Construction began at the beginning of April and continued up until Memorial Day of this year. Construction was placed on hold during the heavy tourist months in Cape Cod and will resume after Labor Day. Project completion is expected in 2021.

 

Hemlocks Raw Water Pumping Station

Aquarion Water Company Pump Station Improvements

Hemlocks Pumps
BEFORE improvements to the Hemlocks Pumping Station.

Tata & Howard provided engineering services for design, bidding, construction administration, and resident observation to Aquarion Water Company for improvements to their existing Hemlocks Raw Water Pumping Station in Fairfield, CT. The project included refurbishing five 300 hp centrifugal pumps and motors, replacing the existing variable frequency drives (VFDs), installing new piping, check valves, and strainers for each pump.

As this facility is a source of supply for Aquarion’s Main System, it needed to be kept operational throughout the construction. The sequence of work required a single pump to be taken off line; refurbished; reinstalled with new piping, VFD, and appurtenances; tested and placed back into service prior to the next pump being taken off line.

Hemlock Pumps
AFTER improvements to the Hemlocks Pumping Station.

Another important aspect of the project was to replace the existing strainers so that they were easier for the plant operators to clean as they get clogged with eels. To simplify maintenance, new stainless steel wye strainers with bottom access to the screens were installed on the suction side of each pump.

Chamberlain Highway Receives New Water Main Connections

The Chamberlain Highway in Meridan, Connecticut has 536 linear feet of new 16-inch ductile iron main and two new fire hydrants. After Tata & Howard completed several test pits to verify connection locations at each end of the new main, construction work started on May 3, 2018 with the installation of a 16” x 16” tapping sleeve and valve at the north end of the project. This existing water main at the north end connection was originally installed in 1894.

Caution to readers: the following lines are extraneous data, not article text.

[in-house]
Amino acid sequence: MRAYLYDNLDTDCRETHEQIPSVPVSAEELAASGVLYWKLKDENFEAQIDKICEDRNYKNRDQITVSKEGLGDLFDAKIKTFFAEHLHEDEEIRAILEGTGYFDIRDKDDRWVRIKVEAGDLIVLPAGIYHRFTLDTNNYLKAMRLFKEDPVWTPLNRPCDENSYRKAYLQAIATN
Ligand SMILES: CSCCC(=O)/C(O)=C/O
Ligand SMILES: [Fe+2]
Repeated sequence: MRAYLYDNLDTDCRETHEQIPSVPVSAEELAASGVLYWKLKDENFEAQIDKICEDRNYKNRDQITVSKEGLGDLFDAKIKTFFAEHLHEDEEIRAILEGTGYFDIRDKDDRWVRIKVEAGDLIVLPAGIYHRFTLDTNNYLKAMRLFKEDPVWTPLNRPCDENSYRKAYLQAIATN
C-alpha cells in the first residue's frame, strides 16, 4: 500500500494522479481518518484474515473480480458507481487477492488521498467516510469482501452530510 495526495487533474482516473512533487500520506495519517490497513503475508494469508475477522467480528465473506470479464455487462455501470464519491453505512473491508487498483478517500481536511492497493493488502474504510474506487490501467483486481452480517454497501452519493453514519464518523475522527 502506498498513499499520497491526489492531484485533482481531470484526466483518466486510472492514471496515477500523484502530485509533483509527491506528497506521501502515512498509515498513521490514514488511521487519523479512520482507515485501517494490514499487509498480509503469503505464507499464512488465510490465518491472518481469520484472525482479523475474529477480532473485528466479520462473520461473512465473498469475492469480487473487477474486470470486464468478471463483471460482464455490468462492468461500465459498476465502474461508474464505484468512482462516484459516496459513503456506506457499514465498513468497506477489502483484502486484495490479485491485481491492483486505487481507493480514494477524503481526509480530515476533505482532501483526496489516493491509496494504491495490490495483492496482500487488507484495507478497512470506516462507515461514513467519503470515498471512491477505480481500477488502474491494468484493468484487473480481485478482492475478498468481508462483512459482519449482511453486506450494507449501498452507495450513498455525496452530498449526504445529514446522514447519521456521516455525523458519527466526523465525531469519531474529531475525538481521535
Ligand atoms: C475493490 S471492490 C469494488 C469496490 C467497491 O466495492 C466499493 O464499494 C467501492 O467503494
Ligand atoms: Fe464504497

Chamberlain West MainWork progressed south until the new main was approximately 50 feet away from the other connection point in West Main Street. Connections to the existing main in West Main Street was performed over a 36-hour period due to the complexity and amount of utilities around the service connection, including a live 24-inch water main five feet away and multiple telephone conduits located 6 inches above the replaced main. Tata & Howard personnel on site at all times to observe that work was in performed in accordance to the plans and specifications.

Following the completion of the Chamberlain Highway water infrastructure improvement project, work to replace two water mains on the state-owned bridge crossing Sodom Brook in Meridan will begin.

UMASS Amherst Hydraulic Modeling

Tata & Howard developed an extensive hydraulic model of the University of Massachusetts (UMass) Amherst campus. The model was verified under steady state and an extended period simulation (EPS) was completed.  Tata & Howard conducted a hydraulic review and criticality assessment and used the results to make improvement recommendations.  Tata & Howard also identified water distribution system sustainability projects for the irrigation, cooling tower makeup, and toilet flushing water.